During that time, enrolled members of the Osage Indian nation were among the wealthiest people per capita in the world. The rich oil fields beneath their reservation brought millions of dollars into the tribe annually, distributed to tribal members holding "headrights" that could not be bought or sold but only inherited. This vast wealth attracted the attention of unscrupulous whites who found ways to divert it to themselves by marrying Osage women or by having Osage declared legally incompetent so the whites could fleece them through the administration of their estates. For some, however, these deceptive tactics were not enough, and a plague of violent death—by shooting, poison, orchestrated automobile accident, and bombing—began to decimate the Osage in what they came to call the "Reign of Terror." Corrupt and incompetent law enforcement and judicial systems ensured that the perpetrators were never found or punished until the young J. Edgar Hoover saw cracking these cases as a means of burnishing the reputation of the newly professionalized FBI. Bestselling New Yorker staff writer Grann (The Devil and Sherlock Holmes: Tales of Murder, Madness, and Obsession, 2010, etc.) follows Special Agent Tom White and his assistants as they track the killers of one extended Osage family through a closed local culture of greed, bigotry, and lies in pursuit of protection for the survivors and justice for the dead. But he doesn't stop there; relying almost entirely on primary and unpublished sources, the author goes on to expose a web of conspiracy and corruption that extended far wider than even the FBI ever suspected. This page-turner surges forward with the pacing of a true-crime thriller, elevated by Grann's crisp and evocative prose and enhanced by dozens of period photographs.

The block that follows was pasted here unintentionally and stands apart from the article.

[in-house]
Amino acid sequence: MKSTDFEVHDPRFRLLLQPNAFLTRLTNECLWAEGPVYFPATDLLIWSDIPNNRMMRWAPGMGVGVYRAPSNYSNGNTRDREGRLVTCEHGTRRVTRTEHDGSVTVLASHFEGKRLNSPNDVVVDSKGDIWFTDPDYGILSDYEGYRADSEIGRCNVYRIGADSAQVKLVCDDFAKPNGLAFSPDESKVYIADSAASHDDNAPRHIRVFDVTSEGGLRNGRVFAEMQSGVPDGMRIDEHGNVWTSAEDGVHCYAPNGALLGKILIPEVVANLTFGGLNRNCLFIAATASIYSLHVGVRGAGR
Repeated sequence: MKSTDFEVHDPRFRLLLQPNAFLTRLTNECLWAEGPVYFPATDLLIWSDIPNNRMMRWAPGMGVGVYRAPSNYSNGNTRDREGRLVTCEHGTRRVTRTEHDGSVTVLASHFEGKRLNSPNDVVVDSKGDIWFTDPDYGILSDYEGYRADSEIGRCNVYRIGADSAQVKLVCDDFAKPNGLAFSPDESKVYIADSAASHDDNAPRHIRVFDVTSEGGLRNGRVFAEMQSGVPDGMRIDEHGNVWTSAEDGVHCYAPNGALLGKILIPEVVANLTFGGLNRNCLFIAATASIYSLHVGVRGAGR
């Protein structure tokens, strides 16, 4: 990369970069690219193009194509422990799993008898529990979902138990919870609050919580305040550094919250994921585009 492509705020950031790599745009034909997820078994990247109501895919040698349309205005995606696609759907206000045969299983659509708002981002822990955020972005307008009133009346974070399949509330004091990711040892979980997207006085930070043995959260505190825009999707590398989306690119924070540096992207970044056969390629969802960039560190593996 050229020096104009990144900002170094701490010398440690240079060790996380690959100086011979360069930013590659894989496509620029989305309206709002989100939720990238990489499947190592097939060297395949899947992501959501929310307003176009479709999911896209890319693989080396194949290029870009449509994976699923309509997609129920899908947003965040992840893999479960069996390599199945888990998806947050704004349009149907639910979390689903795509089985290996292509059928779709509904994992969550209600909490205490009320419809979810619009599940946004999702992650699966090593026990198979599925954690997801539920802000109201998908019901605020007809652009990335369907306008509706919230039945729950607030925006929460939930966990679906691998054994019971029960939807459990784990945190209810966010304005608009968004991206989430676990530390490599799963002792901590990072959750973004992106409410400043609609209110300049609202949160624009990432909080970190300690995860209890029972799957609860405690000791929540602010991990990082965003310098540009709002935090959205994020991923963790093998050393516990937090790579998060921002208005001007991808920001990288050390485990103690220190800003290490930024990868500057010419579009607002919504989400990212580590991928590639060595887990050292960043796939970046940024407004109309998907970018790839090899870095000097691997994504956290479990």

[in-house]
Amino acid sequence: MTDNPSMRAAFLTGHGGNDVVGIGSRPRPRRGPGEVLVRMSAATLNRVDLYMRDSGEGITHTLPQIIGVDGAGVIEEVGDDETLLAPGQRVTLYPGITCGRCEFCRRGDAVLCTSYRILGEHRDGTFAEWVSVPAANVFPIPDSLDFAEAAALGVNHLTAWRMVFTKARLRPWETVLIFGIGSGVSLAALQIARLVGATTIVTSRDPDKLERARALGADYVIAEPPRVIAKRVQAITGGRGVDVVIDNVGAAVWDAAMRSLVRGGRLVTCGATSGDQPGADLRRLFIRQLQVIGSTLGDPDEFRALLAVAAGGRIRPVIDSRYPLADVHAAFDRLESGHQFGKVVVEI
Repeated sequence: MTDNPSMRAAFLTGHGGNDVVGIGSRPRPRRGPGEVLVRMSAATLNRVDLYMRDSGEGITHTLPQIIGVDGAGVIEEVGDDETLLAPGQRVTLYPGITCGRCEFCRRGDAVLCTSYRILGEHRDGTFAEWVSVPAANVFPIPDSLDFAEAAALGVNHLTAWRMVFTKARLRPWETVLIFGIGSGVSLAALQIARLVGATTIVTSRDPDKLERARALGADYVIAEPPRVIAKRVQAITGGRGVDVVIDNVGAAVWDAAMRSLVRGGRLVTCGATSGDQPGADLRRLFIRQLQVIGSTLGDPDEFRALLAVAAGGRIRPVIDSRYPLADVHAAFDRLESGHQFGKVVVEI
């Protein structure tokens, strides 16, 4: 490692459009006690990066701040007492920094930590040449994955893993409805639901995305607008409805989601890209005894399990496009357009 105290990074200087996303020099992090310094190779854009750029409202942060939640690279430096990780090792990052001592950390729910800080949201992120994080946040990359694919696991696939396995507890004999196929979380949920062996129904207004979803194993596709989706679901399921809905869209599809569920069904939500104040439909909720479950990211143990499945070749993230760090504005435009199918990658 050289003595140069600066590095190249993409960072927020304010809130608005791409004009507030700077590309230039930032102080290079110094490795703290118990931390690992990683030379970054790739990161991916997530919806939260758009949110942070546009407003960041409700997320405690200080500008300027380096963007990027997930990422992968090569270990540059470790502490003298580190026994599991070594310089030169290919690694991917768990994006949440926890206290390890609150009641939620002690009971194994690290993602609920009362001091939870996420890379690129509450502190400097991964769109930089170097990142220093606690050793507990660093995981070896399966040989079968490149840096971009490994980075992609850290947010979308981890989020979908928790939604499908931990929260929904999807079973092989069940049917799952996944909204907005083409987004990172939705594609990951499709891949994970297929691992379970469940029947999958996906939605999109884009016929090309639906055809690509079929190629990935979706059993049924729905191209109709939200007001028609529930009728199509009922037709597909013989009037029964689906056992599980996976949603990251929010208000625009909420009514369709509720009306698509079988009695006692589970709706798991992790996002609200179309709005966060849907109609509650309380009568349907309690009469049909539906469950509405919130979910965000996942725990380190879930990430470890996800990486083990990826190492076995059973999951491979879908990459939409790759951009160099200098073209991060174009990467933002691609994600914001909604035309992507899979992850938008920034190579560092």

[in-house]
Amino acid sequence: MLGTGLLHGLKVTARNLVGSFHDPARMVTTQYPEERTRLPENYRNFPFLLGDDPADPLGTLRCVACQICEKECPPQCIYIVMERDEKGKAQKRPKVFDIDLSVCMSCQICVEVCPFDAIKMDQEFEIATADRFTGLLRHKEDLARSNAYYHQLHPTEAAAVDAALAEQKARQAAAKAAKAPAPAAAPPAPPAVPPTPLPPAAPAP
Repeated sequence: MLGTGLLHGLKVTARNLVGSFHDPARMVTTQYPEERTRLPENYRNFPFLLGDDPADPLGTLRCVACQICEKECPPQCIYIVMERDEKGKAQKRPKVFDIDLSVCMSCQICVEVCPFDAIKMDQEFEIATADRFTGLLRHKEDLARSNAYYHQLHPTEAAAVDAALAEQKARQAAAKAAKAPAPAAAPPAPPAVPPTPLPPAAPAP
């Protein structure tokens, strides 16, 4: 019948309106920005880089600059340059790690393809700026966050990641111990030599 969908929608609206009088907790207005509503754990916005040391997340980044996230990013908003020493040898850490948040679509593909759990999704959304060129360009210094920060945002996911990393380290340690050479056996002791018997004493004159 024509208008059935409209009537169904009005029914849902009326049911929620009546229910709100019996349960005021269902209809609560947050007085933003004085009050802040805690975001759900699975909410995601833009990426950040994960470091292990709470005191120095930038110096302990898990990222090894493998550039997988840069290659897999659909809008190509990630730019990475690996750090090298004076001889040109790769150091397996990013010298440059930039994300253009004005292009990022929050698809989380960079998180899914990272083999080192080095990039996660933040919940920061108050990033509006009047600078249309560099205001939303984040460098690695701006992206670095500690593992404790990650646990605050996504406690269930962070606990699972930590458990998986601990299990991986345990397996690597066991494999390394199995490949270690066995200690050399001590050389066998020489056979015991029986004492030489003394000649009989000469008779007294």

Dogged original research and superb narrative skills come together in this gripping account of pitiless evil.

Pub Date: April 18, 2017

ISBN: 978-0-385-53424-6

Page Count: 352

Publisher: Doubleday

Review Posted Online: Feb. 1, 2017

Kirkus Reviews Issue: Feb. 15, 2017

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NIGHT

The author's youthfulness helps to assure the inevitable comparison with the Anne Frank diary although over and above the...

Elie Wiesel spent his early years in a small Transylvanian town as one of four children. 

He was the only one of the family to survive what Francois Maurois, in his introduction, calls the "human holocaust" of the persecution of the Jews, which began with the restrictions, the singularization of the yellow star, the enclosure within the ghetto, and went on to the mass deportations to the ovens of Auschwitz and Buchenwald. There are unforgettable and horrifying scenes here in this spare and sombre memoir of this experience of the hanging of a child, of his first farewell with his father who leaves him an inheritance of a knife and a spoon, and of his last goodbye at Buchenwald his father's corpse is already cold let alone the long months of survival under unconscionable conditions. 

The author's youthfulness helps to assure the inevitable comparison with the Anne Frank diary although over and above the sphere of suffering shared, and in this case extended to the death march itself, there is no spiritual or emotional legacy here to offset any reader reluctance.

Pub Date: Jan. 16, 2006

ISBN: 0374500010

Page Count: 120

Publisher: Hill & Wang

Review Posted Online: Oct. 7, 2011

Kirkus Reviews Issue: Jan. 15, 2006